Getting to know crunchy kohlrabi

In Season

May 16, 2007|By Mollie Katzen | Mollie Katzen,Tribune Media Services

What is that unidentified object -- the light-green or purple orb with striations -- lurking among the salad fixings in the produce market? It's kohlrabi, the swollen stem of an uncommon vegetable with hidden, wonderful characteristics.

Kohlrabi tastes like a cross between jicama and a mild radish, and delivers a refreshing crunch that keeps its spunk even when marinated in acid and oil. This trait lends itself perfectly to a slaw, where you want the ingredients to yield just a little bit to the dressing but to retain a crispness throughout.

Once you get it out of its tough, thin skin, kohlrabi's interior is pleasant and smooth -- easy to cut and even easier to eat. And if the leaves are intact and look fresh, don't throw them away. They cook beautifully like any other leafy green -- and combine with other greens really well, too.

Serve this tasty slaw with a sandwich or as a side dish to grilled fish. It's hard to stop eating!


Mollie Katzen writes for Tribune Media Services.



According to Cathy Thomas, author of Melissa's Great Book of Produce, kohlrabi bulbs should be firm, without bruises or cracks, and the leaves should be crisp and intact.


According to the Web site, kohlrabi should be wrapped in plastic and stored in a refrigerator, where it should keep for up to a week.


"Kohlrabi is a good, underused vegetable," says Patrick Dobbs, executive chef of Tir Na Nog in Baltimore. Dobbs suggests placing peeled, thinly cut kohlrabi in a slaw with a mayonnaise base and flavoring it with garlic or orange. Dobbs also recommends using kohlrabi as part of a salad. "Place smoked salmon over mixed greens and top it with a kohlrabi remoulade." Or, he says, you could dice kohlrabi, potatoes, carrots and other root vegetables and saute them together to create a root-vegetable hash.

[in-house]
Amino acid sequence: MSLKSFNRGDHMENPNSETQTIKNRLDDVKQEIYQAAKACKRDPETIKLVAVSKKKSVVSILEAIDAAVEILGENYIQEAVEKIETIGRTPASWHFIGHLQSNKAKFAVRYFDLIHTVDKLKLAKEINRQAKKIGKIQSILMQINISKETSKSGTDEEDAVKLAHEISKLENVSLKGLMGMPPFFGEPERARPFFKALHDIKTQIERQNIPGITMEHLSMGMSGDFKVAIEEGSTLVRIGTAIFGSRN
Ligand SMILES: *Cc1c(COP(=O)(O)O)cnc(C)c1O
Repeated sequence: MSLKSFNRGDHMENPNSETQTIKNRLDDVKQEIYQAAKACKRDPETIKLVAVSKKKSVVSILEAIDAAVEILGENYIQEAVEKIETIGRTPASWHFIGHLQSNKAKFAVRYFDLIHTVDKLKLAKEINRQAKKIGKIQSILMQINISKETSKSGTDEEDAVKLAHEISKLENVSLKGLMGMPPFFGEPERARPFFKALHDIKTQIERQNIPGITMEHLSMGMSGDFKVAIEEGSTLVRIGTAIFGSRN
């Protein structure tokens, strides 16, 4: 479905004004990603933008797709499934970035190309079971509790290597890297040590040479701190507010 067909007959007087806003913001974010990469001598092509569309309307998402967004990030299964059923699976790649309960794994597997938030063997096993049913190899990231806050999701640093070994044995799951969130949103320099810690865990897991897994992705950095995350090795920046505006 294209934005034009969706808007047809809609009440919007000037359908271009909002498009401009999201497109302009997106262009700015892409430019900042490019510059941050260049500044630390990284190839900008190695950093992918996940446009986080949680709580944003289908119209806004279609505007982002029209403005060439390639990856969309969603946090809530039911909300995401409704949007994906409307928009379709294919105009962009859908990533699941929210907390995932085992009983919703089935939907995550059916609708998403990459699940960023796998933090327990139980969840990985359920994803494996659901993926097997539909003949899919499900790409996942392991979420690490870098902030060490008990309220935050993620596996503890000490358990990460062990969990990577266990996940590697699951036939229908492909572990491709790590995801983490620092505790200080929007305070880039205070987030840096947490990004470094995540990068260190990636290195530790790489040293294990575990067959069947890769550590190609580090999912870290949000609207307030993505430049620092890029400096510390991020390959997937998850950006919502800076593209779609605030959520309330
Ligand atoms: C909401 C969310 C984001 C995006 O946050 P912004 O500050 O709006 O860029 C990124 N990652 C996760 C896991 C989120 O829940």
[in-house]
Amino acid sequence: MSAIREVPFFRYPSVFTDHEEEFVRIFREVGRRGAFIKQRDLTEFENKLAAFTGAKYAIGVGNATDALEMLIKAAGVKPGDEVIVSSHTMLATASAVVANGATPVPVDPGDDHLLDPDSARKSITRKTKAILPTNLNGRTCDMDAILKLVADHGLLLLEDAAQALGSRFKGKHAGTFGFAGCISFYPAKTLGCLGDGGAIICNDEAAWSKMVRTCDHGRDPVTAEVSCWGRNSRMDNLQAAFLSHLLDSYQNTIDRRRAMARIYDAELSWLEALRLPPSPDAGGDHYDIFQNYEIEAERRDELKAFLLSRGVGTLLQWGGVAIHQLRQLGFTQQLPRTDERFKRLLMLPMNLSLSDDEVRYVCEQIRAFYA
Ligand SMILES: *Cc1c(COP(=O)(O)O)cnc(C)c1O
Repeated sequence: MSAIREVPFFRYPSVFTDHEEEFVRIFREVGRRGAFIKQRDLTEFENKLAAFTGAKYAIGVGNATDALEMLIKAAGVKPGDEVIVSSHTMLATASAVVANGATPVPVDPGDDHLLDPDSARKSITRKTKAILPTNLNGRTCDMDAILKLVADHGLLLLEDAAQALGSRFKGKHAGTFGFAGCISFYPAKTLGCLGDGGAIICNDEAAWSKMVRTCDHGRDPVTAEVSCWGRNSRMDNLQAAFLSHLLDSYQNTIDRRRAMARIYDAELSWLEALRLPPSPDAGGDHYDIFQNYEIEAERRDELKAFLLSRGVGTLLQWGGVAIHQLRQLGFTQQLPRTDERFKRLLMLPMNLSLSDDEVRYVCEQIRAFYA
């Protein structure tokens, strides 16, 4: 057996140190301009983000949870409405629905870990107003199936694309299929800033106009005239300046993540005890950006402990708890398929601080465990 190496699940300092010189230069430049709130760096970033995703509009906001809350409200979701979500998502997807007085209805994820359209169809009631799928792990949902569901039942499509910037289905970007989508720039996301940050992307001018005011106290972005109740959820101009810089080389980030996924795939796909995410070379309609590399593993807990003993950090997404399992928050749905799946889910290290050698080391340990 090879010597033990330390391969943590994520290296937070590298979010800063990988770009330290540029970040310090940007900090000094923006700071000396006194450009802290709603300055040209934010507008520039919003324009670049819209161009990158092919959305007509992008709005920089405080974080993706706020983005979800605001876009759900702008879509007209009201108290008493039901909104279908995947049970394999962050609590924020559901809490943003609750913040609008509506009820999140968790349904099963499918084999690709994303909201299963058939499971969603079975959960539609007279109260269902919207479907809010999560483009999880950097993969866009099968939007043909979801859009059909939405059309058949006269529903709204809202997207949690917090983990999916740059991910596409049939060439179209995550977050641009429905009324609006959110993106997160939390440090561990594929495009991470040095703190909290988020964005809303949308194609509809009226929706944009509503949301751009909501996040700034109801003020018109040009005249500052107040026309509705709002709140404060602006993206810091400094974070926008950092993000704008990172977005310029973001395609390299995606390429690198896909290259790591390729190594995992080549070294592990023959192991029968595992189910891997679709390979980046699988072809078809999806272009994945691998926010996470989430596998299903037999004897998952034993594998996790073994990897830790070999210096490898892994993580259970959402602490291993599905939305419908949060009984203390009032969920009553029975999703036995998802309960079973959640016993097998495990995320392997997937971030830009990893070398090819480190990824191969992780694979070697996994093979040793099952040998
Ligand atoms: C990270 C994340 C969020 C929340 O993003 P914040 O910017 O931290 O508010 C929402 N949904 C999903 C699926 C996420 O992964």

[Brad Schleicher]


1 / 2 medium red onion, thinly sliced

3 medium kohlrabi (3-inch diameter)

2 medium Granny Smith apples

scant 1 / 2 teaspoon salt

3 tablespoons roasted hazelnut oil

2 tablespoons extra-virgin olive oil

3 tablespoons fresh lime juice

1 / 4 cup fresh orange juice

1 tablespoon high-quality maple syrup

2 to 3 tablespoons dried cranberries (optional)

1 / 2 cup chopped, blanched hazelnuts

Boil about 4 cups of water. Place sliced onion in a colander in the sink. When the water boils, pour it over the onion slices and let them drain thoroughly.

Peel the kohlrabi using a sturdy vegetable peeler. Make sure you get off all the skin -- it is quite fibrous. Cut the peeled kohlrabi into thin slices, then into slender batons. Transfer to a medium-sized bowl. Cut the apples in a similar fashion, so the apple and kohlrabi pieces match. Place these in the bowl, too.

Add the onions and salt to the apples and kohlrabi, and toss with a fork or tongs. As you toss, add the oils, citrus juices, maple syrup and optional dried cranberries, if using, mixing as you go. Cover the bowl, and let the salad stand for about 1 hour. (Room temperature is fine but if it is a very hot day, refrigerate.)

Serve cold or at room temperature, topped with a sprinkling of chopped hazelnuts.

Per serving (based on 6 servings): 214 calories, 3 grams protein, 17 grams fat, 2 grams saturated fat, 15 grams carbohydrate, 4 grams fiber, 0 milligrams cholesterol, 204 milligrams sodium

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